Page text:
The experience of a painter dealing with NZ Customs is a salutary lesson about engaging with bureaucracy – and getting your paperwork right. As Nikki Mandow reports, this story comes with a twist in the tail…
In 2021, Jimmy James Kouratoras, a New Zealand-based artist with Māori and Greek heritage, was invited to send some works for a show at a gallery in Aspen, Colorado in the US. A local media report talked about “an exquisite exhibit at the McHugh Gallery of the New Zealand artist and his Hei Tiki Putiputi series”.
Late last year, after the exhibition, the gallery shipped four unsold works back to New Zealand. But that’s when Kouratoras got a surprise. NZ Customs wanted his company JK Productions Ltd to pay $2000 in Goods and Services Tax to reclaim his own paintings. Until he paid up, shipping agent FedEx wasn’t releasing his pictures.
Kouratoras argued his case with FedEx: GST is a tax for people buying and selling stuff, but Kouratoras wasn’t doing either – just bringing his own work home. So FedEx argued his case with Customs, but Customs wasn’t convinced.
“The goods were exported as ‘Sold – good for final purchase/sale’,” a Customs agent told the FedEx broker. “JK Productions Ltd is a company and GST tax credits would have been claimed on the IRD GST return using the export entry documents.”
Kouratoras asked the Aspen gallery to send him a letter explaining the situation with the artworks and who they belonged to, but nothing changed.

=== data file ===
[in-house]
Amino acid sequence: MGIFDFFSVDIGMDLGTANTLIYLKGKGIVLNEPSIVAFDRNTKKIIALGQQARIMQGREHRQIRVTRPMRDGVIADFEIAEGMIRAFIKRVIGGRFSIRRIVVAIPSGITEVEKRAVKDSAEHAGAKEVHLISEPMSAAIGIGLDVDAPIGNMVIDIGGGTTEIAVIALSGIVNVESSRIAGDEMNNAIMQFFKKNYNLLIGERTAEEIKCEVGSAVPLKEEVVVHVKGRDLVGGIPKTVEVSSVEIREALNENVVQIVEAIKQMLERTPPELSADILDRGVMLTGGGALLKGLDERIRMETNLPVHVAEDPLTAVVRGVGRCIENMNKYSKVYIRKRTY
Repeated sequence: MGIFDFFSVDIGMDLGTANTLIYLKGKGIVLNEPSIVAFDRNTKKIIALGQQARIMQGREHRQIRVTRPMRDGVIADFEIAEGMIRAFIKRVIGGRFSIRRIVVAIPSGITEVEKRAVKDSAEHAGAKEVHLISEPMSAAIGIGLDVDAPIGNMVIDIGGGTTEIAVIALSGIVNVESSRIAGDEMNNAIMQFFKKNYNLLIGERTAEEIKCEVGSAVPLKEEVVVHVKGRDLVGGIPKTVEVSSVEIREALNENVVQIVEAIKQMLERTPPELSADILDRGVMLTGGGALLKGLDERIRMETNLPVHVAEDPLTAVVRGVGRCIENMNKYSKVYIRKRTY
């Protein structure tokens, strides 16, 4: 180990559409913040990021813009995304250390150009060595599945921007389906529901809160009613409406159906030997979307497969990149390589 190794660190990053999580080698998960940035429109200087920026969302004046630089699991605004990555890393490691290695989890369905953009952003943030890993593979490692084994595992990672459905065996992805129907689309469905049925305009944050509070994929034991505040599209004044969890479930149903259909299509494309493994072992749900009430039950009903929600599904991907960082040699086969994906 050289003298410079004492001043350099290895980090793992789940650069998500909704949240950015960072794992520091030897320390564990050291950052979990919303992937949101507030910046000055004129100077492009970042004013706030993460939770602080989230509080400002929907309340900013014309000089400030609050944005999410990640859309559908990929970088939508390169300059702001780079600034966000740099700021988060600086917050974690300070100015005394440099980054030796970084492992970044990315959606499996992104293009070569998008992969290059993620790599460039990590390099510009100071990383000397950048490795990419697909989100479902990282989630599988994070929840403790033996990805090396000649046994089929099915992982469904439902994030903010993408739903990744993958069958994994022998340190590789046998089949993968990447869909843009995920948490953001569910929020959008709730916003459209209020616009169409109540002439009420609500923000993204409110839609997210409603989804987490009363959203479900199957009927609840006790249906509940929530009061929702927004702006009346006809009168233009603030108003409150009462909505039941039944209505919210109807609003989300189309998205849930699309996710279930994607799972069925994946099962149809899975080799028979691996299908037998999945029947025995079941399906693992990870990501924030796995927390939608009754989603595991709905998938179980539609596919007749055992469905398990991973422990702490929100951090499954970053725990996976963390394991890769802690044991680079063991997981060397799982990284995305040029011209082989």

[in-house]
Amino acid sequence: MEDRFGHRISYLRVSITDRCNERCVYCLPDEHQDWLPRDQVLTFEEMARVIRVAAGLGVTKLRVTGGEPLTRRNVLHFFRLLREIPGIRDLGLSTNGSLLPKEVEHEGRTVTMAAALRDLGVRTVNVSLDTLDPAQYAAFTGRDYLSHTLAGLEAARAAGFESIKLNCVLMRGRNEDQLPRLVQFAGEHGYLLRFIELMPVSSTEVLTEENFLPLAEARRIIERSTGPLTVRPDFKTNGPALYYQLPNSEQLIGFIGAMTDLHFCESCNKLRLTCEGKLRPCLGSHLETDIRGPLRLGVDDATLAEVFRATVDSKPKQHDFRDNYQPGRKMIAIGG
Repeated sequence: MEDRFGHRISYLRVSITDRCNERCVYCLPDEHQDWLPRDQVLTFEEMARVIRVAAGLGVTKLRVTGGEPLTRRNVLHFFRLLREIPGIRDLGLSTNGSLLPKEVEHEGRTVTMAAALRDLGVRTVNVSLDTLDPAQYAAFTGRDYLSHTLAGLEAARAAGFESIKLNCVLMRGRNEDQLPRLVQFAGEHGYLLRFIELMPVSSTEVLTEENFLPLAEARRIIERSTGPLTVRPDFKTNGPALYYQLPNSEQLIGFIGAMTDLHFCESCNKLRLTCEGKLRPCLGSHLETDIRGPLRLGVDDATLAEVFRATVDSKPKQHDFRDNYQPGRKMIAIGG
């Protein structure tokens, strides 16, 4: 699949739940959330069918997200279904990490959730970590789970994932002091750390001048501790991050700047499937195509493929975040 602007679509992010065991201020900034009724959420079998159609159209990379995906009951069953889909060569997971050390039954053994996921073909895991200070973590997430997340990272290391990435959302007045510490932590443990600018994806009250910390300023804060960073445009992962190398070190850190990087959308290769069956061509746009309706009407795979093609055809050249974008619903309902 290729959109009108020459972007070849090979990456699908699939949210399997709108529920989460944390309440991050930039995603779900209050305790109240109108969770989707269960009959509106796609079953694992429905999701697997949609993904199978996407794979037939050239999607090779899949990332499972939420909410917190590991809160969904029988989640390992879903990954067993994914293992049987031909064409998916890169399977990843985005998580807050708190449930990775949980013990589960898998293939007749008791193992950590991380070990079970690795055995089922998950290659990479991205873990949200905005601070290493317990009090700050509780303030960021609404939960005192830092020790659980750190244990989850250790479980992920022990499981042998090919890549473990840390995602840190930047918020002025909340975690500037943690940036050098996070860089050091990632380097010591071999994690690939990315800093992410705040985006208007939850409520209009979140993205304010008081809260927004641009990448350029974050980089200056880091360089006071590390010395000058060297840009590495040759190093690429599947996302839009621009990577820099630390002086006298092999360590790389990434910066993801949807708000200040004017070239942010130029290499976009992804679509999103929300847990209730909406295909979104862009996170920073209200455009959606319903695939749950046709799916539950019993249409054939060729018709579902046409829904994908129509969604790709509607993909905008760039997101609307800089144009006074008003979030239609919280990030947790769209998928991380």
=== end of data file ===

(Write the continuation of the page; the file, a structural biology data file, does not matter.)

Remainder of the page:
Christmas came and went, then New Year, then January, and the artist, sculptor and printmaker wasn’t just without his paintings, which he needed for another show. He was also racking up a storage bill at FedEx – $15 a day plus GST, or more than $500 in total.
“Art seems to fall in a grey area,” Kouratoras told Newsroom. “Not many people understand artists and paintings and how we move works around. Customs are putting them in the same box as someone importing hats or jewelry.”
Kouratoras is right when he says he shouldn’t be paying GST on his artworks, a Customs worker told Newsroom. “Returning New Zealand goods” has its own category (with its own concession code, 109000D) and is duty/GST-free.
But the Kiwi artist’s experience is a timely reminder about some of the pitfalls around exporting and importing your own things, says Allan Bullot, a partner at Deloitte and a self-confessed GST geek.
Step one is to make sure you are careful with the paperwork on the way out, not just on the way back.
Camera crews, for example, have to be careful when they travel to film in overseas locations if they don’t want to find themselves with a tax bill for their equipment on the way home, he says.
“There are processes you have to go through when you leave to make sure you can prove that the big black shiny high-end camera you are bringing in isn’t a new big black shiny high end camera you bought overseas.”
Of course, in Kouratoras’ case, he was hoping all the paintings would have been sold overseas, so he wouldn’t need to ship any home again.
But thinking about how to declare your goods when they go out of the country, if they might be coming back, is important, Bullot says.
Customs’ thankless task
The theory behind Customs collecting GST on imported goods is around fairness, Bullot says. People who can go overseas to buy their expensive kit shouldn’t get away with not paying the same tax as people buying it locally. It also means NZ shops aren’t at a disadvantage when they have to charge their customers GST on top of the retail price.